Crushing the Internet of Threats: Mitre Att&ck to the Rescue (Cyber Trends 2024)

Dr. C. Wolf Nordlinger
4 min readApr 19, 2023


Despite its many blessings, let’s call IoT what it is: The Internet of Threats.

Most of the current 15M IoT devices are completely open to cyber criminals because they constitute a greatly expanded and largely unprotected attack surface.

According to McKinsey, almost 50 percent of CXOs with IoT investments admit they have been attacked (of those who even know!). More than 25 percent of those attacked estimate that they had high or severe damage. Yet the bottom line is that doing IoT at scale is such a strategic imperative that these attacks do not slow IoT implementation.

Yes, believe it or not companies are investing seriously in everything cybersecurity from vulnerability management software to cloud security, However, securing the network is still a huge problem that doesn’t seem to curtail strategic IoT investments.

Historical Retrospective: The Problem

Let’s look at how we got here so we might arrive at a solution.

Industrial Control Systems (ICS) environments in the past were not connected to the Internet. For example, a beer producing plant that is automated to produce millions of bottles of beer (brew, ferment, clean the bottles, label and fill them) through Operational Technology (OT) was not Information Technology (IT) enabled. Instead they were isolated islands that did not have IP connectivity. Now that IT and OT are merging in strategic IoT investments we have to admit we’ve brought the risks from the IT to the OT/ICS environments.

Making that challenge even more difficult are classical OT people who work on industrial solutions but have no IT or even IP knowledge. In the IoT world of connected devices we are asking OT professionals to expand their skills to not only support critical manufacturing processes but understand how IT technology impacts that environment. On the other side of the coin, we are asking IT-trained professionals (experts in TCP/IP and packet drops) to work in an ICS/OT environment where they will inevitably disrupt the beer production process. Don’t spill that beer, boys and girls!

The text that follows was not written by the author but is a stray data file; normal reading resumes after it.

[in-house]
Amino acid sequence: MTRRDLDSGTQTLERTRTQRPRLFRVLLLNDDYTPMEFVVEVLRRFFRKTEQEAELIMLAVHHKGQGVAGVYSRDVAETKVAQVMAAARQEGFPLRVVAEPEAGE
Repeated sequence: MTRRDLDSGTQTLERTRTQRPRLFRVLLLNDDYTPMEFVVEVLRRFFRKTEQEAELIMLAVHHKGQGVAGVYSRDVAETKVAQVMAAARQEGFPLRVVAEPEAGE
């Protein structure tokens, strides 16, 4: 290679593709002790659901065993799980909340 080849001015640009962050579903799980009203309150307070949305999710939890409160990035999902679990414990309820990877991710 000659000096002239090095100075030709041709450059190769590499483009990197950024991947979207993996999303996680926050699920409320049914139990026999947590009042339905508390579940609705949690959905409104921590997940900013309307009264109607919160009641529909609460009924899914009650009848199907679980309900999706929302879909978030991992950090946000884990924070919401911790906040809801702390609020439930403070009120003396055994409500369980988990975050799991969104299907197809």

Photo by Joshua Woroniecki on Unsplash

Let’s review what we know about IoT today.

Threats to the greater IoT attack surface are:


● Proliferation of botnets,

● Ransomware, and

● Phishing Attacks

And additionally IoT-specific:

● Physical Access (data stolen directly from the IoT device), and

● Open Access (IoT devices are not secure by default).

IoT devices must be:

Designed with:

● Encryption,

● Robust access controls, and

● Regular updates to patch vulnerabilities and

Photo by Tim Käbel on Unsplash

Operated with:

● Network segmentation that can isolate IoT devices from critical infrastructure systems, limiting their exposure to external threats, and

Reinforced with regular user education so that:

● Employees are trained on the risks associated with IoT devices and provided with the knowledge and tools to use these devices securely. That should be a regular part of corporate training, updated annually or more often to educate the workforce.

Photo by Andrew Neel on Unsplash

The proposed security measures above are good to detail, but are clearly all in place. If we’re viewing strategic IoT projects as security-first, we need to be proactive to minimize the holes in the planning stage. That requires that we bridge the chasm between OT and IT professionals so they work in unison and not at cross purposes.

Training to solve for this gap

We should start by using the MITRE ATT&CK framework to protect our Industrial Control Systems (ICS). The freely-available framework helps model cyber adversaries’ tactics and techniques — and then shows how to detect or stop them. The ATT&CK knowledge base outlines common tactics, techniques, and procedures used by cyber adversaries. ATT&CK provides a common language for defenders to have conversations about emerging threats and develop effective defensive strategies. Bringing the framework into the ICS world provides a common set of processes and procedures that allow OT and IT to work together to ensure strategic value while minimizing cyberthreats.

Given the Biden Administration’s Cybersecurity Executive Order, CISOs must carefully protect their customers, employees, investors and more by assuming a proactive posture around IoT cybersecurity in 2023 and beyond. Or possibly face fines?

Photo by Jorge Ramirez on Unsplash



Dr. C. Wolf Nordlinger

PhD, Fulbright Scholar. Writer (Wash. Post,Fortune) Natural Foods. AI-Cybersecuruty Nexus. U.S. State Dep't. Cisco,Splunk,Palo Alto Networks.